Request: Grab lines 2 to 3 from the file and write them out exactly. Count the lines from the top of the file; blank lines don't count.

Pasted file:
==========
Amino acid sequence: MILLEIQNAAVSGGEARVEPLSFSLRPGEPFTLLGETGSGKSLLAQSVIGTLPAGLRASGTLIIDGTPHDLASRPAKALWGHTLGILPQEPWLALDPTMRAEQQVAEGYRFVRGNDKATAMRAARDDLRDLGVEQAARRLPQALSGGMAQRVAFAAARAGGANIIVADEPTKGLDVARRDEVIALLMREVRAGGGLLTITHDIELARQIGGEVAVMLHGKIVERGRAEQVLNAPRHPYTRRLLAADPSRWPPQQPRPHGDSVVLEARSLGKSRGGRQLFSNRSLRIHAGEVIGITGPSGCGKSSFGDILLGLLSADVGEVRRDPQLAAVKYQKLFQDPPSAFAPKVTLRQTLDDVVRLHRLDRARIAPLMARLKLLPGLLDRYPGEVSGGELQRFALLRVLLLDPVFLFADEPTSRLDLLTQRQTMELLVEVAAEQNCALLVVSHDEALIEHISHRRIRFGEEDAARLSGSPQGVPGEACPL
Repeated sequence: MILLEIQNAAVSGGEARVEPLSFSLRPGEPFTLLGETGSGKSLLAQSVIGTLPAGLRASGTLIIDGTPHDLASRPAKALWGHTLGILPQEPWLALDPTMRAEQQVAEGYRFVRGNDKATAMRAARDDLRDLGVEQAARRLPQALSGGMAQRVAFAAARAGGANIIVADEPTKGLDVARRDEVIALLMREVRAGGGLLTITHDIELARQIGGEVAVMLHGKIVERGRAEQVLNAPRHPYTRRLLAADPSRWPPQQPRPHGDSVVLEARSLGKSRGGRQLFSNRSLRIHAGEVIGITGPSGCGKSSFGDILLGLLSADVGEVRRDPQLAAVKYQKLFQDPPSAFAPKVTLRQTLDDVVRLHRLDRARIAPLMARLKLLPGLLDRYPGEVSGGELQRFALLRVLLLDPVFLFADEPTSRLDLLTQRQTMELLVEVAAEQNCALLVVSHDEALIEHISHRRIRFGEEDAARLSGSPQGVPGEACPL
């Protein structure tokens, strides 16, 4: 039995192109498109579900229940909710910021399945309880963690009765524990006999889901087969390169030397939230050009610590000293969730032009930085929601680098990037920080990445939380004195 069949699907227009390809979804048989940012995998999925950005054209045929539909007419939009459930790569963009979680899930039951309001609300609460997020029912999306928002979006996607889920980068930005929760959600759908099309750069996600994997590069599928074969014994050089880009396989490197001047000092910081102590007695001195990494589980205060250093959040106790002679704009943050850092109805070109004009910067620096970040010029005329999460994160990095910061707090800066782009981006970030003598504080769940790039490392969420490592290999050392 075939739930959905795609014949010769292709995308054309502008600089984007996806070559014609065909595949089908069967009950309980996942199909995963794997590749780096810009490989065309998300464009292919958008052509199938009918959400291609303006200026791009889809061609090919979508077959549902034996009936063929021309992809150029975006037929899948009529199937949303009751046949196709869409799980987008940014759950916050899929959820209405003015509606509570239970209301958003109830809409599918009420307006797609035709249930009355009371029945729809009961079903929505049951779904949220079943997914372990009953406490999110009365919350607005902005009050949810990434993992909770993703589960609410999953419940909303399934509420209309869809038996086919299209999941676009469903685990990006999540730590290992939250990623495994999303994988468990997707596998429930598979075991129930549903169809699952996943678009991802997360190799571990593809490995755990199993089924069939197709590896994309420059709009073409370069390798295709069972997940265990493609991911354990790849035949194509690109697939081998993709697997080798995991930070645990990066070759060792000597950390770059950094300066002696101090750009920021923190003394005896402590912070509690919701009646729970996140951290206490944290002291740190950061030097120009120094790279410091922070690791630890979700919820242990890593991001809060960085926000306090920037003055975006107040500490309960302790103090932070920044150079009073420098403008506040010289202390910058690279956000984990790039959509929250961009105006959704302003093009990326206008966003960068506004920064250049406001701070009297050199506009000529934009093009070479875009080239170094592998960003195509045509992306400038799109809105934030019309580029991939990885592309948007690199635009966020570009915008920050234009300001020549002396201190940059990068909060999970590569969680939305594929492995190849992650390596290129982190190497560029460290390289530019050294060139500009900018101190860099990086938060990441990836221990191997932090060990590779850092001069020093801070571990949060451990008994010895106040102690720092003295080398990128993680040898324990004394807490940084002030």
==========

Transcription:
Repeated sequence: MILLEIQNAAVSGGEARVEPLSFSLRPGEPFTLLGETGSGKSLLAQSVIGTLPAGLRASGTLIIDGTPHDLASRPAKALWGHTLGILPQEPWLALDPTMRAEQQVAEGYRFVRGNDKATAMRAARDDLRDLGVEQAARRLPQALSGGMAQRVAFAAARAGGANIIVADEPTKGLDVARRDEVIALLMREVRAGGGLLTITHDIELARQIGGEVAVMLHGKIVERGRAEQVLNAPRHPYTRRLLAADPSRWPPQQPRPHGDSVVLEARSLGKSRGGRQLFSNRSLRIHAGEVIGITGPSGCGKSSFGDILLGLLSADVGEVRRDPQLAAVKYQKLFQDPPSAFAPKVTLRQTLDDVVRLHRLDRARIAPLMARLKLLPGLLDRYPGEVSGGELQRFALLRVLLLDPVFLFADEPTSRLDLLTQRQTMELLVEVAAEQNCALLVVSHDEALIEHISHRRIRFGEEDAARLSGSPQGVPGEACPL
């Protein structure tokens, strides 16, 4: 039995192109498109579900229940909710910021399945309880963690009765524990006999889901087969390169030397939230050009610590000293969730032009930085929601680098990037920080990445939380004195 069949699907227009390809979804048989940012995998999925950005054209045929539909007419939009459930790569963009979680899930039951309001609300609460997020029912999306928002979006996607889920980068930005929760959600759908099309750069996600994997590069599928074969014994050089880009396989490197001047000092910081102590007695001195990494589980205060250093959040106790002679704009943050850092109805070109004009910067620096970040010029005329999460994160990095910061707090800066782009981006970030003598504080769940790039490392969420490592290999050392 075939739930959905795609014949010769292709995308054309502008600089984007996806070559014609065909595949089908069967009950309980996942199909995963794997590749780096810009490989065309998300464009292919958008052509199938009918959400291609303006200026791009889809061609090919979508077959549902034996009936063929021309992809150029975006037929899948009529199937949303009751046949196709869409799980987008940014759950916050899929959820209405003015509606509570239970209301958003109830809409599918009420307006797609035709249930009355009371029945729809009961079903929505049951779904949220079943997914372990009953406490999110009365919350607005902005009050949810990434993992909770993703589960609410999953419940909303399934509420209309869809038996086919299209999941676009469903685990990006999540730590290992939250990623495994999303994988468990997707596998429930598979075991129930549903169809699952996943678009991802997360190799571990593809490995755990199993089924069939197709590896994309420059709009073409370069390798295709069972997940265990493609991911354990790849035949194509690109697939081998993709697997080798995991930070645990990066070759060792000597950390770059950094300066002696101090750009920021923190003394005896402590912070509690919701009646729970996140951290206490944290002291740190950061030097120009120094790279410091922070690791630890979700919820242990890593991001809060960085926000306090920037003055975006107040500490309960302790103090932070920044150079009073420098403008506040010289202390910058690279956000984990790039959509929250961009105006959704302003093009990326206008966003960068506004920064250049406001701070009297050199506009000529934009093009070479875009080239170094592998960003195509045509992306400038799109809105934030019309580029991939990885592309948007690199635009966020570009915008920050234009300001020549002396201190940059990068909060999970590569969680939305594929492995190849992650390596290129982190190497560029460290390289530019050294060139500009900018101190860099990086938060990441990836221990191997932090060990590779850092001069020093801070571990949060451990008994010895106040102690720092003295080398990128993680040898324990004394807490940084002030």